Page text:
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|US7965188||Oct 29, 2009||Jun 21, 2011||Destron Fearing Corporation||Radio frequency animal tracking system|
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|US20030200681 *||Apr 30, 2002||Oct 30, 2003||Susannah Chen-Li||Filament fastening system tag|
|US20040225315 *||Jun 8, 2004||Nov 11, 2004||Vladimir Reil||Ear peircing systems with hinged hoop earrings|
|US20060032097 *||Aug 16, 2004||Feb 16, 2006||Cope Jeffrey L||Display and storage device and mount|
|US20070103314 *||Nov 2, 2006||May 10, 2007||Geissler Randolph K||Radio frequency animal tracking system|
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|US20100286556 *||Aug 8, 2008||Nov 11, 2010||Johan Decaluwe||ear tag for marking an animal and for sampling tissue from said animal|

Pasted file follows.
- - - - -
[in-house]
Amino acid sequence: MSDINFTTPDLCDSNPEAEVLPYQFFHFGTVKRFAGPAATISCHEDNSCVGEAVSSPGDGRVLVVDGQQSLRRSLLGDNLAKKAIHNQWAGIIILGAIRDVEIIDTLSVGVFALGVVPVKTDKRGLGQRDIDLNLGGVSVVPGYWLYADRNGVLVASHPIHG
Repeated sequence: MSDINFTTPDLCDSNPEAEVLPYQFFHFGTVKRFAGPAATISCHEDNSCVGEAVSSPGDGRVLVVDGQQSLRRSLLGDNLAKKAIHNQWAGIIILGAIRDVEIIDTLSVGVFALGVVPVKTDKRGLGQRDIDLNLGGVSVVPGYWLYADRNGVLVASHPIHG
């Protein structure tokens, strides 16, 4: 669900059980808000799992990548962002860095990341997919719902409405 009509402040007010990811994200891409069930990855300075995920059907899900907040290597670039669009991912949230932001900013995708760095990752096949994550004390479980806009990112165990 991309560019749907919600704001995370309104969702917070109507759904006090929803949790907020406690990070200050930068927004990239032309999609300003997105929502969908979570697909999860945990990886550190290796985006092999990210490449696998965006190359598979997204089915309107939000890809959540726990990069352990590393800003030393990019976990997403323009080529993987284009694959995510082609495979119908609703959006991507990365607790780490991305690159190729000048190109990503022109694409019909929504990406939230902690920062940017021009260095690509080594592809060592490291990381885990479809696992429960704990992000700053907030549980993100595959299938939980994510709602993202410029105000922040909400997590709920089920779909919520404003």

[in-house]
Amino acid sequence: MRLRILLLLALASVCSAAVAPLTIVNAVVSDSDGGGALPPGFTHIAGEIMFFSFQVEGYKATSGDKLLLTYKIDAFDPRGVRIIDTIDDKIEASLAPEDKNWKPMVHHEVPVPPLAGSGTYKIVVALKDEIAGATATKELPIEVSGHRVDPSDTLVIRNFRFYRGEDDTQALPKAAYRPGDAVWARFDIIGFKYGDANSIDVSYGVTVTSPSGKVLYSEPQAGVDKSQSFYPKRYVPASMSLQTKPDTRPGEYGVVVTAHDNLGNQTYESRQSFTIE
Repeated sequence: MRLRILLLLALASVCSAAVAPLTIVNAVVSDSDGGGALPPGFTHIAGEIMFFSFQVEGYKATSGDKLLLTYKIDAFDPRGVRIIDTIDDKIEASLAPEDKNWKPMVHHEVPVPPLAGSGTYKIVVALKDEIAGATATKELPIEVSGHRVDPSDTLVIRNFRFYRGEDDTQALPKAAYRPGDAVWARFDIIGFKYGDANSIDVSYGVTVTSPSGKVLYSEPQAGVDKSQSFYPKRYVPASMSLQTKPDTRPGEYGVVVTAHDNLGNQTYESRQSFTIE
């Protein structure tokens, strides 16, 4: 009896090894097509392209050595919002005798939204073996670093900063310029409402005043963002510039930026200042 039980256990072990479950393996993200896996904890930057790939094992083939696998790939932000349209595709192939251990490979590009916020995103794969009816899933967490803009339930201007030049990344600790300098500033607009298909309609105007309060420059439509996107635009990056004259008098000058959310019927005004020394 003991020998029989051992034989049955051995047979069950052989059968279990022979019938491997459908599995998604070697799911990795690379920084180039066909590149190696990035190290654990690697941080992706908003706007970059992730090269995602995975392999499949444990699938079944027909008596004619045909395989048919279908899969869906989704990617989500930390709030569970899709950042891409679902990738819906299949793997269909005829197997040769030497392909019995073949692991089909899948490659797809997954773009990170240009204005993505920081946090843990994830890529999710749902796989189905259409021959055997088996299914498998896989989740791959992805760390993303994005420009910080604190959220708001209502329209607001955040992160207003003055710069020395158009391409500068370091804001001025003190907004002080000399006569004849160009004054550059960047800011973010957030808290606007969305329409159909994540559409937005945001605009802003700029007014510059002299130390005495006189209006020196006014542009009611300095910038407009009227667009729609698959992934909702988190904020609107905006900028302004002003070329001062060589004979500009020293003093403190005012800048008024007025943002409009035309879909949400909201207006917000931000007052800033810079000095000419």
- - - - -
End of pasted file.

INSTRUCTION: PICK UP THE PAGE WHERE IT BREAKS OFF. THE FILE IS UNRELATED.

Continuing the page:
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|WO2000048457A1 *||Feb 18, 2000||Aug 24, 2000||Bladen Roy Victor||Animal tag|
|Oct 18, 1985||AS||Assignment|
Owner name: SOCIETE NOUVELLE ROCKALL FRANCE S.A.
Free format text: ASSIGNMENT OF ASSIGNORS INTEREST.;ASSIGNOR:OUDELETTE, GILLES;REEL/FRAME:004466/0947
Effective date: 19850828
|Jul 3, 1990||FPAY||Fee payment|
Year of fee payment: 4
|Jul 1, 1994||FPAY||Fee payment|
Year of fee payment: 8
|Nov 3, 1994||AS||Assignment|
Owner name: FIRST INTERSTATE BANK OF TEXAS, N.A., TEXAS
Free format text: SECURITY INTEREST;ASSIGNOR:ALLFLEX USA, INC.;REEL/FRAME:007189/0114
Effective date: 19941017
|Jun 26, 1995||AS||Assignment|
Owner name: ALLFLEX USA, INC., TEXAS
Free format text: TERMINATION OF SECURITY INTEREST;ASSIGNOR:FIRST INTERSTATE BANK OF TEXAS, N.A.;REEL/FRAME:007496/0933
Effective date: 19950619
|Jun 27, 1995||AS||Assignment|
Owner name: BANQUE INDOSUEZ, NEW YORK BRANCH, AS COLLATERAL AG
Free format text: SECURITY INTEREST;ASSIGNOR:ALLFLEX USA, INC.;REEL/FRAME:007541/0660
Effective date: 19950619
|Jun 29, 1998||FPAY||Fee payment|
Year of fee payment: 12